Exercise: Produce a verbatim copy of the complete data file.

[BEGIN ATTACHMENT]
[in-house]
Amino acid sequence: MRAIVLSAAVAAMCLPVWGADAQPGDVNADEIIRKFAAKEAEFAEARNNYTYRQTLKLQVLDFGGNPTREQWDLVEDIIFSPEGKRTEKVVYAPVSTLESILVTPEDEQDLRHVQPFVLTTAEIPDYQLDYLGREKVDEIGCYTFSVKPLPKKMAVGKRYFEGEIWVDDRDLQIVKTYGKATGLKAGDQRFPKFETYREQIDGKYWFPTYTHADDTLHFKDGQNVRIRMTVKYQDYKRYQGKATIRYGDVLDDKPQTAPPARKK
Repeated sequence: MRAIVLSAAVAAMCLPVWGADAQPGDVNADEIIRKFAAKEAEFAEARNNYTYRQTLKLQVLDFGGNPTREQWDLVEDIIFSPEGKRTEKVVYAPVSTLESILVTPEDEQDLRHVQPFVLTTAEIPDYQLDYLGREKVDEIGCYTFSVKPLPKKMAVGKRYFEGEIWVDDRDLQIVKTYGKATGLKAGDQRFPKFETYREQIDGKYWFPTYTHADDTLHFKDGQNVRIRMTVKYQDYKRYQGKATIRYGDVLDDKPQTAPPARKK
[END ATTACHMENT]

[in-house]
Amino acid sequence: MRAIVLSAAVAAMCLPVWGADAQPGDVNADEIIRKFAAKEAEFAEARNNYTYRQTLKLQVLDFGGNPTREQWDLVEDIIFSPEGKRTEKVVYAPVSTLESILVTPEDEQDLRHVQPFVLTTAEIPDYQLDYLGREKVDEIGCYTFSVKPLPKKMAVGKRYFEGEIWVDDRDLQIVKTYGKATGLKAGDQRFPKFETYREQIDGKYWFPTYTHADDTLHFKDGQNVRIRMTVKYQDYKRYQGKATIRYGDVLDDKPQTAPPARKK
Repeated sequence: MRAIVLSAAVAAMCLPVWGADAQPGDVNADEIIRKFAAKEAEFAEARNNYTYRQTLKLQVLDFGGNPTREQWDLVEDIIFSPEGKRTEKVVYAPVSTLESILVTPEDEQDLRHVQPFVLTTAEIPDYQLDYLGREKVDEIGCYTFSVKPLPKKMAVGKRYFEGEIWVDDRDLQIVKTYGKATGLKAGDQRFPKFETYREQIDGKYWFPTYTHADDTLHFKDGQNVRIRMTVKYQDYKRYQGKATIRYGDVLDDKPQTAPPARKK